I didn't want to write one of these, but the Kaberle saga has chewed me up and spit my opinion out. At least I made it until the 14th of August.
It isn't rooted in American bias that I believe in Brian Burke's plan for the Toronto Maple Leafs, rather, the root of this faith is found in Burke's credentials. Love him, hate him, steal his newspaper, or mow his lawn, Brian Burke has a successful formula for constructing hockey teams.
A Stanley Cup ring and Olympic Silver is nothing to balk at. I have always found it shallow to analyze the quantity in which these things occur for someone in professional sports. That said, Brian Burke is a professional.
His handling of the Tomas Kaberle situation has offered nothing short of that observation, at least since July 1st. He handled it professionally before then, but as the only NHL news seems to be related to either Ilya Kovalchuk or Tomas Kaberle, he has continued to act with poise.
As a Leafs fan, I am with everyone else in that I do not value Kaberle for what he is. Perhaps if the team were more successful as he made his consecutive All-Star appearances (including a win in the accuracy contest), then the appreciation for Kaberle would be what it should.
Maybe if he shot more we'd love him more, but there has always been something else to Kaberle's game. Kaberle's on-ice vision is wide and exceptionally clear. His decision making is prototypical of the professional athletes for whom the game slows down from time to time.
Whatever his shortcomings are, and he has them (as do all players), Tomas Kaberle is an asset to any of the 30 teams in the National Hockey League.
Brian Burke knows this, and it's why he has to play this situation perfectly. Perfectly. There's a bit more at stake with the Kaberle situation, though the media and fans do have a good grasp of it.
This is more to Burke than a return for the Maple Leafs organization and it's more than his credibility, this is Brian Burke's livelihood at stake. What he does for a living. What he has made sacrifices in his life for. What he has pursued as a professional and built his life around.
It may not be the most difficult decision he'll ever have to make, but still, this is what Burke does. This is what he chose to pursue in life, and not handling a situation as delicately as said situation calls for, pulls into question all of the aforementioned facets of the decision yet to be made.
The reason why the Kaberle situation is so important is because this is likely the last chance that the organization itself has to rebound from the Muskoka Five, when the returns for Mats Sundin, Darcy Tucker, Bryan McCabe, Kaberle, and Pavel Kubina would likely have pushed Toronto back into the playoffs by now.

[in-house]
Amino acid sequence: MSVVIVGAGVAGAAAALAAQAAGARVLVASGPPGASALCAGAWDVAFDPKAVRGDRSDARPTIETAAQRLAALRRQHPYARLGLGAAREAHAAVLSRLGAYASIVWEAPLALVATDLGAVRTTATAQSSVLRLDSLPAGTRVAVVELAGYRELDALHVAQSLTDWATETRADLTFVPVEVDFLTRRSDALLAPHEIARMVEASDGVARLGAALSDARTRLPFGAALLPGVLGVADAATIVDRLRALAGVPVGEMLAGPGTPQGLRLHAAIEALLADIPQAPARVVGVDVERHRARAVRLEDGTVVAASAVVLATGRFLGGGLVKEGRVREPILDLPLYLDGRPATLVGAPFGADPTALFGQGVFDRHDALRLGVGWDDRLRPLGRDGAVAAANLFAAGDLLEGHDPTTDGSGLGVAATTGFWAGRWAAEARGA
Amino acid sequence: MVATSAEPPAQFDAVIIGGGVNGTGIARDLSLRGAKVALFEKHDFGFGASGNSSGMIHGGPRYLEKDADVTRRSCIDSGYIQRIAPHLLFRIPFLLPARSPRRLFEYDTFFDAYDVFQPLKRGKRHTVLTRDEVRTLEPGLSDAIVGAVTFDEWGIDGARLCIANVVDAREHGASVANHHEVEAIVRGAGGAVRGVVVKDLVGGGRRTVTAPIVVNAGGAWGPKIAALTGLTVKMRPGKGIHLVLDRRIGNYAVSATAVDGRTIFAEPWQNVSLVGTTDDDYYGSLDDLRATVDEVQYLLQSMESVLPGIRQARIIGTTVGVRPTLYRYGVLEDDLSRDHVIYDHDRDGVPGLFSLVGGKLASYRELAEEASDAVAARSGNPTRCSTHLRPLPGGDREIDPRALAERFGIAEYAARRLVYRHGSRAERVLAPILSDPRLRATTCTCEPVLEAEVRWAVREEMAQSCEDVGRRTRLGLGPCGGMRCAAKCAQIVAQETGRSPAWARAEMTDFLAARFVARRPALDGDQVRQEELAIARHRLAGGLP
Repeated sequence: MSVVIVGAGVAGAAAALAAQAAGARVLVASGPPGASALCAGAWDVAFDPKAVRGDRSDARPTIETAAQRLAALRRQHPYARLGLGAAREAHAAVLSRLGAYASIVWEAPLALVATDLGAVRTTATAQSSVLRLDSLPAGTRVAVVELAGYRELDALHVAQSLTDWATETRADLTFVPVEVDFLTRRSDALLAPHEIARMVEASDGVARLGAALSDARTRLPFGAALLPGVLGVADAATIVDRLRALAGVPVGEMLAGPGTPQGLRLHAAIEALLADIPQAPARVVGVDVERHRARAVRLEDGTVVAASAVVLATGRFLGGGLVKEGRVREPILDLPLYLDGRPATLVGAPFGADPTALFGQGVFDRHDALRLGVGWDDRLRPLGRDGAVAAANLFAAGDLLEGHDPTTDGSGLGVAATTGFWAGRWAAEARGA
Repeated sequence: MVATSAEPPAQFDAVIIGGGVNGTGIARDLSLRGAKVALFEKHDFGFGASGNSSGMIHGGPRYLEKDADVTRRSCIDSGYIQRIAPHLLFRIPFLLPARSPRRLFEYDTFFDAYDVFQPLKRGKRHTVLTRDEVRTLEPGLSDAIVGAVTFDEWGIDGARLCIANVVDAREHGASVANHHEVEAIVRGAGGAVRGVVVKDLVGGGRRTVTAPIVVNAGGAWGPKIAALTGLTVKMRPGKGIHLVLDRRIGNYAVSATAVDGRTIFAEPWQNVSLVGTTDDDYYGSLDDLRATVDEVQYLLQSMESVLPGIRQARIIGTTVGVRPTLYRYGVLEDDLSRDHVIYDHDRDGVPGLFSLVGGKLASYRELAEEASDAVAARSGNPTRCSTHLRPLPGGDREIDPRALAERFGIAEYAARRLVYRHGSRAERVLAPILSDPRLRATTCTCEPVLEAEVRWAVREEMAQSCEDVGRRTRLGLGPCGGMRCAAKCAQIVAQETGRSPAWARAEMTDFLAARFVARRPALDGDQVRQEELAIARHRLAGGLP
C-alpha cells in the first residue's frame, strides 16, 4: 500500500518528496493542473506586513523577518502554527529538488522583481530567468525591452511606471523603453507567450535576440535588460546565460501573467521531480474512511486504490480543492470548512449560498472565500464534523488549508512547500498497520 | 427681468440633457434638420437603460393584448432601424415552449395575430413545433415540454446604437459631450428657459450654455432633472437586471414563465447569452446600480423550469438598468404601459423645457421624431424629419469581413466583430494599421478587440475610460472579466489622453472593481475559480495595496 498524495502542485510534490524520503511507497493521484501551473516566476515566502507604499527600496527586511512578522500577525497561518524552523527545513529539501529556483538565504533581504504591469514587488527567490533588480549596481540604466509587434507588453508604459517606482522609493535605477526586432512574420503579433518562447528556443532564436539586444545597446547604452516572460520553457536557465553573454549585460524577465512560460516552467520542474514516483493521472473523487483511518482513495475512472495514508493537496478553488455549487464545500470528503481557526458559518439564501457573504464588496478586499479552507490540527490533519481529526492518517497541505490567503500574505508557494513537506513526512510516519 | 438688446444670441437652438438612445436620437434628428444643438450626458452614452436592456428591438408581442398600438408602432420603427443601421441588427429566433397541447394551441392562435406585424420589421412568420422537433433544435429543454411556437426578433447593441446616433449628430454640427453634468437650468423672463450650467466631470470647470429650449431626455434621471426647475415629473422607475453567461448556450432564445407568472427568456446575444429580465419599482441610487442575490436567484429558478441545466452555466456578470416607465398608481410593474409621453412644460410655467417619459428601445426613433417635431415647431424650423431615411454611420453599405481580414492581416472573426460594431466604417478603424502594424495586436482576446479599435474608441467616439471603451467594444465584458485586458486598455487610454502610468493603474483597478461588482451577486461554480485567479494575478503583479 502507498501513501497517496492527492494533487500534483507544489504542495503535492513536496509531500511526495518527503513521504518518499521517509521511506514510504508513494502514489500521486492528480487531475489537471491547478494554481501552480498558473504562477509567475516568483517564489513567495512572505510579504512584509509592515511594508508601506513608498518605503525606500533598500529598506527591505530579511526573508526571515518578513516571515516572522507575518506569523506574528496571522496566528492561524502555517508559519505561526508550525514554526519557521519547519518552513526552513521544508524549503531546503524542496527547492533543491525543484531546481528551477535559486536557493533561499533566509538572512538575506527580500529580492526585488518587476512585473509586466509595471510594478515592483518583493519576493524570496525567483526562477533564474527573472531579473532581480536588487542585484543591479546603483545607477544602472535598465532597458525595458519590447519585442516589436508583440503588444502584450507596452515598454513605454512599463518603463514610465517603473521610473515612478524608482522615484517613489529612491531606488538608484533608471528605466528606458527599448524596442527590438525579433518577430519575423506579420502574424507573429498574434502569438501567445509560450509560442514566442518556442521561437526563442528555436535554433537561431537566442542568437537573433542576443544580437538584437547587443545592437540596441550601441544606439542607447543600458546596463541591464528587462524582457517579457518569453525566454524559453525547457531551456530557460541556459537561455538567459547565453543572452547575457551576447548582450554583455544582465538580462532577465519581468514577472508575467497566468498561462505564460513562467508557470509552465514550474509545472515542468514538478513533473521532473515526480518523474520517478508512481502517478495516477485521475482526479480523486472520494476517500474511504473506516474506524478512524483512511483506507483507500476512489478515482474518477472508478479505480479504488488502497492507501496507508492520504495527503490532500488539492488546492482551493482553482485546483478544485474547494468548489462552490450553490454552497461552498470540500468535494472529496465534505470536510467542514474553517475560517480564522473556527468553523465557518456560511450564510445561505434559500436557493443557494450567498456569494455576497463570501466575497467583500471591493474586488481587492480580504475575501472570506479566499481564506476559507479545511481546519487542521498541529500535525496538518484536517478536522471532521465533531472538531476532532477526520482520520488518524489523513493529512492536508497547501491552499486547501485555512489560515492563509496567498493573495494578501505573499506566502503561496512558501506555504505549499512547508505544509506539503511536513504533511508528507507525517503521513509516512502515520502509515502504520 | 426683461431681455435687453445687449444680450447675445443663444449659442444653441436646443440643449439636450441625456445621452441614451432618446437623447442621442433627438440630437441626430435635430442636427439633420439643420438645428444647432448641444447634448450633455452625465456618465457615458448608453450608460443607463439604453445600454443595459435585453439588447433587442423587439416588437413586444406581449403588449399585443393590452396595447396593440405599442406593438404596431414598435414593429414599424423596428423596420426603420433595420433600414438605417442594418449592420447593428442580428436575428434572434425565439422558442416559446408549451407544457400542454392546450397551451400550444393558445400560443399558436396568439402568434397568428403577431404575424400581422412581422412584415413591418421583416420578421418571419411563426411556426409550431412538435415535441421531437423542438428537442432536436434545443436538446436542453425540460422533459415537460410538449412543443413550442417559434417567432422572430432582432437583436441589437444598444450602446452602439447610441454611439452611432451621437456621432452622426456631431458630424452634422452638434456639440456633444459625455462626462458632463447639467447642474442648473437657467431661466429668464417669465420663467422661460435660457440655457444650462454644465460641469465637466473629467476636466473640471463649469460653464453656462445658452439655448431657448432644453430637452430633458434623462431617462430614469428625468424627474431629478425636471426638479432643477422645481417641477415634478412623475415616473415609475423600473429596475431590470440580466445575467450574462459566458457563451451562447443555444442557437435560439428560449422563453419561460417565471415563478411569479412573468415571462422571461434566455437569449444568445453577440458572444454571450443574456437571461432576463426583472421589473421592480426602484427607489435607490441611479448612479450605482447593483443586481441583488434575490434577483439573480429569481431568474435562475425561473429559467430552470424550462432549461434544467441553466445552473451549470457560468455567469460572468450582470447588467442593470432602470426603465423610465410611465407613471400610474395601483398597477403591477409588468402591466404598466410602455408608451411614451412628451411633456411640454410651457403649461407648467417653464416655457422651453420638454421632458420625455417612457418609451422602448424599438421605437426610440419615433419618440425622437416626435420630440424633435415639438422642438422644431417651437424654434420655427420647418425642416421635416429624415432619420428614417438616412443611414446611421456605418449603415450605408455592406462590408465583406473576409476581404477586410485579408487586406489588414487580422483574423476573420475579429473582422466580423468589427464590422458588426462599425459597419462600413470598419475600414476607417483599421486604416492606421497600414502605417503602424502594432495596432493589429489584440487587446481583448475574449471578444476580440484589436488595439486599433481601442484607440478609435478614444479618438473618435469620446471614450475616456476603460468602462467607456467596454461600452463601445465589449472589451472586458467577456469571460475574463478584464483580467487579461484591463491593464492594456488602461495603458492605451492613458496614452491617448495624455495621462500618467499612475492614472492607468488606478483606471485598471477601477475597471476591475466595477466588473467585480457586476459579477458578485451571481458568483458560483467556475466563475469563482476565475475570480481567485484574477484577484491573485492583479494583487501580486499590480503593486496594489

Burke is at the helm now, and he's got to show that he has the integrity and the stones to do a job that would challenge any GM. He's got to prove this to himself as much as the organization and fans. And, once again, Burke is proving himself.
If the best offers are yet to come, then the Toronto GM has to wait. He needs the biggest return on Kaberle that he can get whether it's before his no-trade kicks back in, or the 2011 trade-deadline.
Kaberle is one hell of a player, but Burke does need to send him packing. MLSE has to do something to stop the bleeding from the '08 trade deadline and recover from the John Ferguson Jr. era. This is the only chance at redemption that they'll ever have.
If Tomas Kaberle was almost traded for Jeff Carter, than Burke needs a return on par with what that deal would be translated to today—sort of like adjusting for inflation. As I typically do not, I won't start speculating on who the best deal would bring back to Toronto, but what it has to be, is offensively proven, or a prospect that's a sure fire thing.
The "Kessel Deal" was a risk for Burke, but I feel that the Kaberle situation will resonate much longer. If Toronto does get back someone who can score 40 goals, Leafs Nation will probably see it as a steal, but for Brian Burke it may always be remembered as an even deal.
The Kessel deal is a win for now, and whoever made the slideshow showing Kessel versus every No. 2 pick since 1990 put that on display for all to see (even though he suggested that in the end it was about equal). Getting Phaneuf was a treat, who would have thought? And shipping out Jason Blake and Vesa Toskala in the same deal? That's Hall of Fame stuff there (exaggerating).
Burke has proven that he can swing things for the best overall return, but there come times where it is absolutely crucial to come out on top of a trade, and this is one of those situations. Whether the news breaks as we're jumping into a lake or skating on one, Burke's gotta win this one.